The Department of American Culture and Literature warmly invite you to: “Totality at Trinity: Paranoia and the State in Leslie Marmon Silko’s Ceremony”
Date: February 14
The cultural and theoretical production of the 1970s has been largely remembered for its resistance to metanarratives, skepticism towards totality, and embrace of plurality. At the same time, the U.S. government was laying the foundations for ARPANET, precursor to the modern internet, rendering material the very sort of totalizing system postmodernism had discredited as impossible. This paper examines this apparent contradiction through Leslie Marmon Silko’s Ceremony (1977) to reconsider literature’s formal capacities to register totality and imagine collective futures.
As an Indigenous novel actively challenging and reworking settler colonialist history, Ceremony might be read within this tradition of rejecting totality. However, this paper argues that the novel takes the “paranoia” thought typical of postmodernism as an enabling condition for imagining the total, systemic change demanded by the conditions of settler colonialism and global capitalism. Rejecting the psychologization of paranoia as an individualized condition, Ceremony instead materializes the abstractions of “late” capitalism, recuperating totality as a speculative, political risk that motivates a politics of universal liberation and planetary salvation.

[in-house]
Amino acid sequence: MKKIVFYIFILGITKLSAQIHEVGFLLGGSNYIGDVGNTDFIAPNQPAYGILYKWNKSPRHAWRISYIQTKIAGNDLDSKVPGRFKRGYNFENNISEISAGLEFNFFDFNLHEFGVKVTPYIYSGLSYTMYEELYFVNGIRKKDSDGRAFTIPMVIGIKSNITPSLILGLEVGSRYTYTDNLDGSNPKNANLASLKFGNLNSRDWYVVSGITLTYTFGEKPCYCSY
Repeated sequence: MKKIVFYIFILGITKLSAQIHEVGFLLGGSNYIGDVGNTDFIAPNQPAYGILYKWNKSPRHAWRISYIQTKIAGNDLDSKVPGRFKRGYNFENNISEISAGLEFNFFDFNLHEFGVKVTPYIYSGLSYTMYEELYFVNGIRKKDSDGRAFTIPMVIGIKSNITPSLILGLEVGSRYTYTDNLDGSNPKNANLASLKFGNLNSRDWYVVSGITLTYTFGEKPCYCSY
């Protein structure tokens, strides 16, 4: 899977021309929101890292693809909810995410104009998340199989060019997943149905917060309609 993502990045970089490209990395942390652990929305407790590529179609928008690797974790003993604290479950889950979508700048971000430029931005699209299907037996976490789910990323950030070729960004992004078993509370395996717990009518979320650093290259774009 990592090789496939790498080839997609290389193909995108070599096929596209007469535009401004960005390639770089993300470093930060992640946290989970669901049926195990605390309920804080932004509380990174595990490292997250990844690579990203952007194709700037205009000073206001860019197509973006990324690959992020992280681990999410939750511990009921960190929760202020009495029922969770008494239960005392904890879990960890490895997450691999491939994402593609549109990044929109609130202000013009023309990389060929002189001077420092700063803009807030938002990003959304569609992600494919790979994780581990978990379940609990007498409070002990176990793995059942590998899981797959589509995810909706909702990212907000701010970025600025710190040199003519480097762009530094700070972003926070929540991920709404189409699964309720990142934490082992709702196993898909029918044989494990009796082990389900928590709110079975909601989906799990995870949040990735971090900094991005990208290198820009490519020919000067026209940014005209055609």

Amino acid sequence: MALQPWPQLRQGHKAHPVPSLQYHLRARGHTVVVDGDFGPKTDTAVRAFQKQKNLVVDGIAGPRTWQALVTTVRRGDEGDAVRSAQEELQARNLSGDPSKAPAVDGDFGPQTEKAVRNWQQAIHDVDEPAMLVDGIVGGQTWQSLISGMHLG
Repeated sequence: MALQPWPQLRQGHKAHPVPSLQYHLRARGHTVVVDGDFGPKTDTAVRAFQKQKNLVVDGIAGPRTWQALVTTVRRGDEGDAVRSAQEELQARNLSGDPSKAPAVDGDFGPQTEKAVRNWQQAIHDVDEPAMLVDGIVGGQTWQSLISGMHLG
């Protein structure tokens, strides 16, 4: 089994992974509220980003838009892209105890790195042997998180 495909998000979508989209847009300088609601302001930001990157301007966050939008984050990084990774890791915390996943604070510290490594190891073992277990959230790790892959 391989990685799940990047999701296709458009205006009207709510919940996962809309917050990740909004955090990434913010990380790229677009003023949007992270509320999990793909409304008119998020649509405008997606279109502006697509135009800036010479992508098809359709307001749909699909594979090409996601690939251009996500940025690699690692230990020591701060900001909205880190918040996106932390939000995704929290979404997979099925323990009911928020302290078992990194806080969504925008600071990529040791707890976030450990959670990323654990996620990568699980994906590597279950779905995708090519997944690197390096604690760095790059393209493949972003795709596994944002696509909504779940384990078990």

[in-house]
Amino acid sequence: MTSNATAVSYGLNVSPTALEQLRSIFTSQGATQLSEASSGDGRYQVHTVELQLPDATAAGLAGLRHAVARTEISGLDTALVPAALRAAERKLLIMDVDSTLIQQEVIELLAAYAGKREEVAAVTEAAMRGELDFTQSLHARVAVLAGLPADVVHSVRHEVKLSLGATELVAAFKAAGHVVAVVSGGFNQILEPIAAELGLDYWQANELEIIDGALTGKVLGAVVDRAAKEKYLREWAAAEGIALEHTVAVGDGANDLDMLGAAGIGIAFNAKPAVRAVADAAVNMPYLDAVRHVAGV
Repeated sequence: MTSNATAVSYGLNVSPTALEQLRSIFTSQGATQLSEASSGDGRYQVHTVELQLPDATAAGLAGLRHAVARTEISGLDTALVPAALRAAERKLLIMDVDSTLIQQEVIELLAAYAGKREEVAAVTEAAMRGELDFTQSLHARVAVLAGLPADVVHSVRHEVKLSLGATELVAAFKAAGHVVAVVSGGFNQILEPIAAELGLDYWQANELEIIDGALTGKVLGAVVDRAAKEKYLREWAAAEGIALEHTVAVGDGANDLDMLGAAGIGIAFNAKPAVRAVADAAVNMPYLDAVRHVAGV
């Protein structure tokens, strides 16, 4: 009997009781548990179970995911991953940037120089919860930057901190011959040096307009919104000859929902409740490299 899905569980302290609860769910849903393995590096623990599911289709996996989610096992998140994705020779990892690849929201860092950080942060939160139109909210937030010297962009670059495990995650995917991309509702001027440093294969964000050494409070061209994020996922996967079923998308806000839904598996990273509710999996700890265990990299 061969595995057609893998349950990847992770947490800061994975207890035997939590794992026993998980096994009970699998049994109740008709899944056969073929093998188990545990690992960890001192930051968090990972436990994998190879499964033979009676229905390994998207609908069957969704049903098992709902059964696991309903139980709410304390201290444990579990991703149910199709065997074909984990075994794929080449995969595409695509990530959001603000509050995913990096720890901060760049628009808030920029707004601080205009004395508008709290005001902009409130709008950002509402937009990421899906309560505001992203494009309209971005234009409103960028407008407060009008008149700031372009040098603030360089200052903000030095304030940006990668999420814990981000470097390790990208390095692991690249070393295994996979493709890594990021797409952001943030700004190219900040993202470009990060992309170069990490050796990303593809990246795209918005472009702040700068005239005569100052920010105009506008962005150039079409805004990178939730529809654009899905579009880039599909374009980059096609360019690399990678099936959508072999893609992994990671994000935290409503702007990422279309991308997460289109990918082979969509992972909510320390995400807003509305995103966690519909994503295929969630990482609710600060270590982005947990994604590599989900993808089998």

Devin William Daniels is Visiting Assistant Professor of Literatures in English at Bryn Mawr College. His research focuses on twentieth-century literature and film, information technology, and the state. His work is published or forthcoming in Representations, Mediations, English Studies in Africa, Contemporaries at Post45, and Hyped on Melancholy.